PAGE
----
Also relevant for humans

The results of the study may also be of relevance for humans, says Ristow. After all, the metabolic pathway initiated by niacin is very similar in roundworms and higher organisms. Whether niacin has similar effects on the life expectancy of mice is the subject of Ristow's current research. Previous studies also suggest a health-enhancing effect of niacin in humans with elevated blood cholesterol levels.

Niacin and nicotinamide have been approved as dietary supplements for decades. Ristow could easily envisage the substances being used broadly for therapeutic purposes in the future. A whole series of foods naturally contain niacin, including meat, liver, fish, peanuts, mushrooms, rice and wheat bran. Whether nutritional uptake is sufficient for a health-enhancing or lifespan-extending effect, however, remains to be demonstrated, says Ristow.

Disputed impact of enzymes

The latest study on the effects of niacin and nicotinamide is based on a particular class of enzymes, the sirtuins, which convert niacin into nicotinamide. Moreover, they are also involved in gene regulation, helping to down regulate the activity of certain genes. Until today, scientists have been disputing whether sirtuins have a life-prolonging impact.

Ristow and his team's work now suggests that the activity of sirtuins actually prolongs life in roundworms. According to the study, however, the life-prolonging effect is not down to gene regulation, as has often been supposed in the past. Instead, the effect is due to the conversion of niacin into nicotinamide. Studying genetically modified roundworms that were unable to convert nicotinamide into certain other metabolic products, the scientists did not observe any lifespan extension, even after overexpression of sirtuins, which otherwise lead to an increased life expectancy.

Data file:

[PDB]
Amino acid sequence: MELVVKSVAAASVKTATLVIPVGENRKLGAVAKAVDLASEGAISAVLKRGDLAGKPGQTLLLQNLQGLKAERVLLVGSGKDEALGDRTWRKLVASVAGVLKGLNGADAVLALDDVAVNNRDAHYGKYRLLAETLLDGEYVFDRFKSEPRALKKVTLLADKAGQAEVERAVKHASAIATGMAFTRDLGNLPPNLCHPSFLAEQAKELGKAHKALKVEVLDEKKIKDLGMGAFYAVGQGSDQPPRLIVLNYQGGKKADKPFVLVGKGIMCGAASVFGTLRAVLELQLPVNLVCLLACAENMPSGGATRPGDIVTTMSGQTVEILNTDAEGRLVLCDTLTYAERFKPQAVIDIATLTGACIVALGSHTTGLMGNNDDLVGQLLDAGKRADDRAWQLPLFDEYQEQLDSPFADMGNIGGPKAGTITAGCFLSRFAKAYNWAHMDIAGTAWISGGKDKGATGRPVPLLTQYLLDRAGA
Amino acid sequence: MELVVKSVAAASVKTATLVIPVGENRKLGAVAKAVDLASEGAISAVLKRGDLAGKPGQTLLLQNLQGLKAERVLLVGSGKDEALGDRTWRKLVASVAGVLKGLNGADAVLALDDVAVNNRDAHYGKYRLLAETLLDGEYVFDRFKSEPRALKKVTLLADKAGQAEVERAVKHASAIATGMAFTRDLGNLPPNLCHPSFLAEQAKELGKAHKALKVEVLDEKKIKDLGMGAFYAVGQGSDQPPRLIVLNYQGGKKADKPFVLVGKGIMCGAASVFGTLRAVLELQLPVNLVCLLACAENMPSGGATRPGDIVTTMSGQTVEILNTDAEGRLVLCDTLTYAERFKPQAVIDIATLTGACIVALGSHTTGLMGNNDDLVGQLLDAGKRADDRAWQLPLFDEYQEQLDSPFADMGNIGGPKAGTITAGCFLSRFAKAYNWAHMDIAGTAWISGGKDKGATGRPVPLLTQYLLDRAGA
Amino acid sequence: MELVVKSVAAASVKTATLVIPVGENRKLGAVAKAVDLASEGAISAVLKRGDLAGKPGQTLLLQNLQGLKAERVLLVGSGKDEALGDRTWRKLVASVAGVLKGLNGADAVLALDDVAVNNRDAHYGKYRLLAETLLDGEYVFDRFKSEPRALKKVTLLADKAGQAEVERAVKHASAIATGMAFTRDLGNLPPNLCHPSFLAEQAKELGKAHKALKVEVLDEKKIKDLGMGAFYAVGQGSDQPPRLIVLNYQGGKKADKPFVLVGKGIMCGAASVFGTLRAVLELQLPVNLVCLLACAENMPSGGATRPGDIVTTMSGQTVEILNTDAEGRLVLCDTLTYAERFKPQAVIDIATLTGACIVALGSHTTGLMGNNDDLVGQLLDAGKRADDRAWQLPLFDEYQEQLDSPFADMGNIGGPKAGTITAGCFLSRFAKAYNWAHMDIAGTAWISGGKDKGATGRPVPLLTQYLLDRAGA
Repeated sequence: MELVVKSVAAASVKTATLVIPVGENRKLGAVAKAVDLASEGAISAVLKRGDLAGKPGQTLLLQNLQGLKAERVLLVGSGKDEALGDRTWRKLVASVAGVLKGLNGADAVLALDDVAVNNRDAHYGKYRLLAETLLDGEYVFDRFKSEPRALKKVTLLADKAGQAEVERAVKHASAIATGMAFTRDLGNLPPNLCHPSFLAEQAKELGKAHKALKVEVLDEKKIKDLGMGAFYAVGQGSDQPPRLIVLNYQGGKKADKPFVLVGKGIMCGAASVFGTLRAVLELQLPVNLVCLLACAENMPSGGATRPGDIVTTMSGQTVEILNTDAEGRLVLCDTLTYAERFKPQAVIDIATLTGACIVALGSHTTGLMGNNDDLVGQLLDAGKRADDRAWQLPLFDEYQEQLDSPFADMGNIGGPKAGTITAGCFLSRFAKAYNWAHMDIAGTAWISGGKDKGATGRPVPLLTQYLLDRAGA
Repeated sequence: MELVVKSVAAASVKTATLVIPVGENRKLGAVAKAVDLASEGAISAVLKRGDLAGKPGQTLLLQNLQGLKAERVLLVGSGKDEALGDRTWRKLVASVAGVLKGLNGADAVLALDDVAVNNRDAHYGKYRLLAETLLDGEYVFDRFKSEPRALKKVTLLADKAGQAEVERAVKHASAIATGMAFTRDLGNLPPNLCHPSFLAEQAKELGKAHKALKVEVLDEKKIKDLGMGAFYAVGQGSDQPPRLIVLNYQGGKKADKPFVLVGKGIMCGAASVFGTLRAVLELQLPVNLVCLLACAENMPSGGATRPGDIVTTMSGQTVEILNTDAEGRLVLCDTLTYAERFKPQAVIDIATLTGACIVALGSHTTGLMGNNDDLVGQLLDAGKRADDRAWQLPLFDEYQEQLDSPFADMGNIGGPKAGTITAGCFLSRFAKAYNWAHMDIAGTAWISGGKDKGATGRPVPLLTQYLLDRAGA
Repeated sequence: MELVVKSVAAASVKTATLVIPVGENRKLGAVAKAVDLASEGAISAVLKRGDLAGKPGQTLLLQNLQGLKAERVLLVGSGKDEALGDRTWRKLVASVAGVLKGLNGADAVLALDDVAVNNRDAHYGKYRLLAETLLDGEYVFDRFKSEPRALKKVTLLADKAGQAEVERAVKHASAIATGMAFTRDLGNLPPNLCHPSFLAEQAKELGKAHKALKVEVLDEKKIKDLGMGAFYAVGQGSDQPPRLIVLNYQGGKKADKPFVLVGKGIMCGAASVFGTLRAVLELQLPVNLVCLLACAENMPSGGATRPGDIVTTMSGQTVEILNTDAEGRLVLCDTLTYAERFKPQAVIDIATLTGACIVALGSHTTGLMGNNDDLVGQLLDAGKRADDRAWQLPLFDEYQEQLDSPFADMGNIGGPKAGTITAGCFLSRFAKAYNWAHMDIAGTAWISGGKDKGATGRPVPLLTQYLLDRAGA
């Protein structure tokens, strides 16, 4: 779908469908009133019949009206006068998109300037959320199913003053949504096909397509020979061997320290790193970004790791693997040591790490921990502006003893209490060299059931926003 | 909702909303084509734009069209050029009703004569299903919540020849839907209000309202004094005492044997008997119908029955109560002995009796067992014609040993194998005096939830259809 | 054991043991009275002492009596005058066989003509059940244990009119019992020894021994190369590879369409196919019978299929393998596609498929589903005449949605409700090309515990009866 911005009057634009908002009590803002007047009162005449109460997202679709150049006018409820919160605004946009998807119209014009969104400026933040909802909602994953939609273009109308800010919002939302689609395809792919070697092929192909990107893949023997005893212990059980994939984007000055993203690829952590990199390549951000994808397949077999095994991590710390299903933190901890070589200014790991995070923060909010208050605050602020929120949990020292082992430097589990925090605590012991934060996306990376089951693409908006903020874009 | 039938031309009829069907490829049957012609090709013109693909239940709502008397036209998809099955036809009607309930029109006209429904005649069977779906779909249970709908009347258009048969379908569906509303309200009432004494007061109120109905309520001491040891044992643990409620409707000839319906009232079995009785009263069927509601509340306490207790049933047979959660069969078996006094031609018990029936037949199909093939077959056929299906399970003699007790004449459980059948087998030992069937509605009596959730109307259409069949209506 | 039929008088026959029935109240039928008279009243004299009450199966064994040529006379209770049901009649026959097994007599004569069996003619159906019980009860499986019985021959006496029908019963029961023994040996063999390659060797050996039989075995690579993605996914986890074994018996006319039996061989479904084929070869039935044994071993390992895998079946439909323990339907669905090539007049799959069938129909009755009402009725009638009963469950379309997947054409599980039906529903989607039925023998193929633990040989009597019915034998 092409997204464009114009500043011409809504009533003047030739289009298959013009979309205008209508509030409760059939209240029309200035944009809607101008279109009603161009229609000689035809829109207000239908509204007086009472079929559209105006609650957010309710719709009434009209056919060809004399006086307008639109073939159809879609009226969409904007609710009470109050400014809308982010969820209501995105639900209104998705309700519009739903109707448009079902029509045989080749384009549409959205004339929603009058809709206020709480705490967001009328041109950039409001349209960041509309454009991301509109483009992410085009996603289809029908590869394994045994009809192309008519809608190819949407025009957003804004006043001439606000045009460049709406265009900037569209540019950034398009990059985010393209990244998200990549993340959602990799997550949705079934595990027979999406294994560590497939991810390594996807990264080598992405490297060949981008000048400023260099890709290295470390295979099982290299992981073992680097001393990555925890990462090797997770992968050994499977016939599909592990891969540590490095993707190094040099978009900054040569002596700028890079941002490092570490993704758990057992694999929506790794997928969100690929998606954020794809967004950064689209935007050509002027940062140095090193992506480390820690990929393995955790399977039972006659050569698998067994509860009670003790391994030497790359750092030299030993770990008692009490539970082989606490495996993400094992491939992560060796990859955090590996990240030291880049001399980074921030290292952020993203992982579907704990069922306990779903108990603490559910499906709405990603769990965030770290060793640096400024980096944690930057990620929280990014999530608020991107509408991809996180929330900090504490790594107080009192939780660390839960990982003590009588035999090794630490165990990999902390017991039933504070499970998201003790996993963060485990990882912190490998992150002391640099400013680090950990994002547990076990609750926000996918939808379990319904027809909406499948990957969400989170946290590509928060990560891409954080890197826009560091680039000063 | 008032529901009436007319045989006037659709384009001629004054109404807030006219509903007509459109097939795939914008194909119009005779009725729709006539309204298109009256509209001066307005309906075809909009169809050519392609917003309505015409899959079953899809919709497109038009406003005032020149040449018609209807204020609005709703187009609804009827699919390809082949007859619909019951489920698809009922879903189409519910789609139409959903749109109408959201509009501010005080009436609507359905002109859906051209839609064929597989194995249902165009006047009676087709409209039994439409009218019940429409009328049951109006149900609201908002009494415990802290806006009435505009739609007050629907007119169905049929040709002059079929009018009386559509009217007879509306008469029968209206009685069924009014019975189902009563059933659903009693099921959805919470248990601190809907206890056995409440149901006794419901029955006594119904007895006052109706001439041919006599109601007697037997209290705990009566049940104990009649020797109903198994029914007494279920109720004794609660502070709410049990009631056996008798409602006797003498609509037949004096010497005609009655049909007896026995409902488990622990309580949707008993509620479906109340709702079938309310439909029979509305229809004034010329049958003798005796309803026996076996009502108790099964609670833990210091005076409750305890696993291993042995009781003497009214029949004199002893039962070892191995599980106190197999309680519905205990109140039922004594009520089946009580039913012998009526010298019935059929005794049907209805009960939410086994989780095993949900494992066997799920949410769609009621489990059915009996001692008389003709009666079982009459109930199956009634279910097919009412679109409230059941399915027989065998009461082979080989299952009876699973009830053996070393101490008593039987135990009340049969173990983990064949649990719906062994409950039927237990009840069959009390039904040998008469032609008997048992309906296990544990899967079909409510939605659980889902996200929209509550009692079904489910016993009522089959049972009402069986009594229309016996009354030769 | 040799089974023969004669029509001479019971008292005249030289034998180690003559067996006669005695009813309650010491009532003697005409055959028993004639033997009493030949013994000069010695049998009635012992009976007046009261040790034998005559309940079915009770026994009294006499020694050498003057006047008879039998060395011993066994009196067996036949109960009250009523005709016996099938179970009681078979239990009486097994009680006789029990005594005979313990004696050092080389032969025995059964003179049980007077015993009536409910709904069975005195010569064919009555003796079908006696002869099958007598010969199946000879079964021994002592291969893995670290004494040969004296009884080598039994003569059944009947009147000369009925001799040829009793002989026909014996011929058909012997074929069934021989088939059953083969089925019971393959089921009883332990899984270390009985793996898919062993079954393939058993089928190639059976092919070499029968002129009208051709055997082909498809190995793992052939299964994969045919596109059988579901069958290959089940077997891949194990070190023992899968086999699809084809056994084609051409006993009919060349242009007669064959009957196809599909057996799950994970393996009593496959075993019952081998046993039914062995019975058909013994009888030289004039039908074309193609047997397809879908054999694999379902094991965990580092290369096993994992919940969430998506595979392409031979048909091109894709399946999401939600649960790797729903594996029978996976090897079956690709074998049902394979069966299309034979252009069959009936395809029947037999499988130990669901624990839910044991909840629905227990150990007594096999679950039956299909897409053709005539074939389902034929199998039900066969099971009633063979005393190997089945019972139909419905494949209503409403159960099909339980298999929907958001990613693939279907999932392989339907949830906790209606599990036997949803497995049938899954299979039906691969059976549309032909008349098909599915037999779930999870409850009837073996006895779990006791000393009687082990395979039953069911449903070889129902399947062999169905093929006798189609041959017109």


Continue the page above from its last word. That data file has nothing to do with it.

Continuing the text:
Story Source:

The above story is based on materials provided by ETH Zurich. Note: Materials may be edited for content and length.


Journal Reference:

  1. Kathrin Schmeisser, Johannes Mansfeld, Doreen Kuhlow, Sandra Weimer, Steffen Priebe, Ines Heiland, Marc Birringer, Marco Groth, Alexandra Segref, Yariv Kanfi, Nathan L Price, Sebastian Schmeisser, Stefan Schuster, Andreas F H Pfeiffer, Reinhard Guthke, Matthias Platzer, Thorsten Hoppe, Haim Y Cohen, Kim Zarse, David A Sinclair, Michael Ristow. Role of sirtuins in lifespan regulation is linked to methylation of nicotinamide. Nature Chemical Biology, 2013; DOI: 10.1038/nchembio.1352

Cite This Page:

ETH Zurich. "Niacin, the fountain of youth." ScienceDaily. ScienceDaily, 30 September 2013. <www.sciencedaily.com/releases/2013/09/130930101836.htm>.
ETH Zurich. (2013, September 30). Niacin, the fountain of youth. ScienceDaily. Retrieved October 23, 2014 from www.sciencedaily.com/releases/2013/09/130930101836.htm
ETH Zurich. "Niacin, the fountain of youth." ScienceDaily. www.sciencedaily.com/releases/2013/09/130930101836.htm (accessed October 23, 2014).